‘œSync back’ takes the specific attributes from data that has been curated from the data platform and makes it actionable for business users by pushing this data back into the operational system. Essentially, sync back is an extension of ETL. By enabling the flow of data from the data platform to the people who actually need it, everyone in an organization is empowered to make better business decisions in the moment because the underlying systems feel smarter and are more context-aware.

In many cases, the business users aren’t even required to change how they work. It all just feels more natural, and it just works. For example, a hotel chain can glean more information about a customer than ever before, including their habits and hotel preferences. This innovation could help them revamp customer service efforts and cater to customer desires, generating more repeat business and beating out their competitors. Of course, synchronizing data to operational systems isn’t new; however, the lowering of the skill sets required in IT teams to deliver such use-cases has massively changed for the better with modern cloud ETL software.

Still, with enterprises moving more data into the cloud and adopting modern cloud platforms, data teams are under more pressure than ever to deliver analytics-driven insights across their organization. To create a smoother process for data teams, it’s important to have a single product to track the data being loaded and generate insight within the data warehouse. A single product also streamlines flow and ensures personal information is protected and not being widely shared.

Why should your business reverse the flow?

Why sync data back into the business? The short answer is to give the end-user a complete picture of the data within the app that they use every day. Currently, there’s a hole in what analysts and customers can view of the data, in particular with a software as a service (SaaS) app. This information gap leads to a segmented view of the customer. By reversing the flow of data, the world of data analytics and customer insights unlocks, and personalized insights become a reality. And business happens where the customer is.

As a real-world example, take a large enterprise that provides financial services software. The data team uses a cloud data integration platform to pull web traffic data into their cloud data warehouse and then prepares that data to be consumed by a machine learning algorithm, which then produces a lead score. The data integration platform then syncs this new insight into a CRM such as Salesforce so the sales team can prioritize accounts to focus on. Why Salesforce and not a business intelligence dashboard? Because Salesforce is where the sales team lives every day. This helps the organization get to insights quickly so they can act on information in near-real-time.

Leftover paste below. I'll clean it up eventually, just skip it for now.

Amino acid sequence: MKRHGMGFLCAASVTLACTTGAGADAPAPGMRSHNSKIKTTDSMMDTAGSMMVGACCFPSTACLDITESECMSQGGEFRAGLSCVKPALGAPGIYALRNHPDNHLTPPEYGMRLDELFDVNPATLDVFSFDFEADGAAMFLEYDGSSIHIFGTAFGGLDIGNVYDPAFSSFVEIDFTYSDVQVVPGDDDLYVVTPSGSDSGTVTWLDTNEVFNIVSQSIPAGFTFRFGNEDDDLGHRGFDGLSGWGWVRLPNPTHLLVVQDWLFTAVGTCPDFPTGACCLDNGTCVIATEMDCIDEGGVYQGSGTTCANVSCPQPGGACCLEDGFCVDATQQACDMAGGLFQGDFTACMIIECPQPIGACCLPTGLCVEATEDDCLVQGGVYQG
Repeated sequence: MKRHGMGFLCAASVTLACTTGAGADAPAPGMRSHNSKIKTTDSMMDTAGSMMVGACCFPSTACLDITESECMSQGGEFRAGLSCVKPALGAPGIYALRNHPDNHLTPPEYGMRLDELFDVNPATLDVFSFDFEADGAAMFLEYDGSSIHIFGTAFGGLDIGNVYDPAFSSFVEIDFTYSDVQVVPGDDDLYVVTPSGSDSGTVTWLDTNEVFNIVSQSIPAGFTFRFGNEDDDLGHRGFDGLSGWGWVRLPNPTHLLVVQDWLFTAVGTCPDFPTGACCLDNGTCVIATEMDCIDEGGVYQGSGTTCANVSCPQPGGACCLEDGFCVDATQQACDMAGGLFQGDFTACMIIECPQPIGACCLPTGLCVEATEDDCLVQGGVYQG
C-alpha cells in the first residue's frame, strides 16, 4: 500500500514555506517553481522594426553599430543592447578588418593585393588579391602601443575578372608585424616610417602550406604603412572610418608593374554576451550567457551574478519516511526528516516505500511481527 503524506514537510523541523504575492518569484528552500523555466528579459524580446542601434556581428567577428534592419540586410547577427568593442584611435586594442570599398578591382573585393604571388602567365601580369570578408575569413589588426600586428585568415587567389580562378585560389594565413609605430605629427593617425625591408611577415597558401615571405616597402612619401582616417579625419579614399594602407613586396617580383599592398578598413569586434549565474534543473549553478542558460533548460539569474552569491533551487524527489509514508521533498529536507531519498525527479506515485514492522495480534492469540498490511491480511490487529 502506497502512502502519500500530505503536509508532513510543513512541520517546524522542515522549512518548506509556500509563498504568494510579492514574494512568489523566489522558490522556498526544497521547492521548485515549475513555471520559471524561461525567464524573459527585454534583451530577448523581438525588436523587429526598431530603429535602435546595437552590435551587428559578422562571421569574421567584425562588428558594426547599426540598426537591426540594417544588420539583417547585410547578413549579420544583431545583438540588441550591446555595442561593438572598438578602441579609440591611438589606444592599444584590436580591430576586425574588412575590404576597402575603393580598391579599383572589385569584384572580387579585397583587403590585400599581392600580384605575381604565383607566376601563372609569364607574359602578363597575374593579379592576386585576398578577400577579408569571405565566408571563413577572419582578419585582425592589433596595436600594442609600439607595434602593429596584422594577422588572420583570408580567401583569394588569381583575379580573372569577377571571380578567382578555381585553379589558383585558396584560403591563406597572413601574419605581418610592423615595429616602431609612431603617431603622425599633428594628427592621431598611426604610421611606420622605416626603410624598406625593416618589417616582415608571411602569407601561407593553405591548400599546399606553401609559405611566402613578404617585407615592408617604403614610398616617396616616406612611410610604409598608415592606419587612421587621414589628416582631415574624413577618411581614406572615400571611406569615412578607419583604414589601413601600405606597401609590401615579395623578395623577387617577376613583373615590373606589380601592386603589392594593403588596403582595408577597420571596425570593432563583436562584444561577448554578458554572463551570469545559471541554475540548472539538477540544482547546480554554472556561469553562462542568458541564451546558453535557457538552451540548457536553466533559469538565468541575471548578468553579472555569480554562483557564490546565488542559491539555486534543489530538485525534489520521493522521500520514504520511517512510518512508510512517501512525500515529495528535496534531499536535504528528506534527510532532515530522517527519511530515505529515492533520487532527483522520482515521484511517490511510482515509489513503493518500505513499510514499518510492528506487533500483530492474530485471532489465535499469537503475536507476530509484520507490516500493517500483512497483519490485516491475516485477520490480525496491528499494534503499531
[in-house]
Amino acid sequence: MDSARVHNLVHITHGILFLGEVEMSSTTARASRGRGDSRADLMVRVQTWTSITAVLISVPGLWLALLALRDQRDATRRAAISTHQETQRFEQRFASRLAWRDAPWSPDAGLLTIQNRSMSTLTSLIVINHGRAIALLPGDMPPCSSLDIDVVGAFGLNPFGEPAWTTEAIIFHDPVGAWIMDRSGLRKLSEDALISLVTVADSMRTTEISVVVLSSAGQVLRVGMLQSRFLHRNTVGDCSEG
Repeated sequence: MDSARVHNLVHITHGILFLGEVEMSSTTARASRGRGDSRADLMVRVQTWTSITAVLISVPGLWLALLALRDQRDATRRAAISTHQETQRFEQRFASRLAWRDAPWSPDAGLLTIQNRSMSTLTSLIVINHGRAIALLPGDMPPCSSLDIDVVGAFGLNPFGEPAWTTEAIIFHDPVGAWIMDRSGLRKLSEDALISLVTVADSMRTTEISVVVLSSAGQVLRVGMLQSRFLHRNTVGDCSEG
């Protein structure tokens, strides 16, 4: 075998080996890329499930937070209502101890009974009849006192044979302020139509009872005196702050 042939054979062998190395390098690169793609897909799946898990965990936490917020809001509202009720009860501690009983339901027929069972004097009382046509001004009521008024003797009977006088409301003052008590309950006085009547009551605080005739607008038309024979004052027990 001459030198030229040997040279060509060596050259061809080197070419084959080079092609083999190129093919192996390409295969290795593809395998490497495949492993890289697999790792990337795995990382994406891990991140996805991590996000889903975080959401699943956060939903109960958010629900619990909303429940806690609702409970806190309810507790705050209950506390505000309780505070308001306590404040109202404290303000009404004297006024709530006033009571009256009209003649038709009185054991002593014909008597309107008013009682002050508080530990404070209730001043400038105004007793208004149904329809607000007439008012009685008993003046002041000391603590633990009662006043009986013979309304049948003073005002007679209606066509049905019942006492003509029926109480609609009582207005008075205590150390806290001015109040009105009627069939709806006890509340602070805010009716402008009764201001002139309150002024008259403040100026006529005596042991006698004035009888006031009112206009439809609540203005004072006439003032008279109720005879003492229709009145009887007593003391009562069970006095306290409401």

Achieve real-time actionable insights across industries

Since implementing sync back is similar to implementing ETL, organizations don’t have to start from scratch. In fact, some existing ETL tools already support reloading of data as well — making the transition that much easier. In addition to supporting operational analytics and enhancing customer experiences, synchronizing back to operational source systems can amplify industries such as sales, marketing, customer service, and data automation.

Sales: Just like in the example above, using sync back to move customer data back to a CRM system can offer greater insight to amplify sales campaigns.

Marketing: In order for a marketing team to run more efficiently, campaigns — specifically email campaigns — should be automated to allow access to more personalized customer data. This, in turn, grants businesses better access to subscriber preferences so they can make real-time alterations to campaigns and generate meaningful results.

Customer service: Pulling information out of a data warehouse to make it actionable provides support people access to product usage data that can help them offer better customer service at any given moment. It also allows them to sync consolidated customer data into an existing support application to prioritize tickets better.

Data automation: Sync back can help automate the number of spreadsheets and report requests data teams get on a given day, allowing those teams to get some value back in their day to enable them to perform their jobs faster.

When the world’s workforce is backed with current, updated data, they can deliver a more seamless and personalized customer experience. No matter what cloud data platform or vendor organizations use, they can all benefit from a bi-directional ETL approach to get data insights out of cloud data warehouses faster and back into the hands of business leaders and decision-makers.

ETL is not dead. It’s even bigger than before.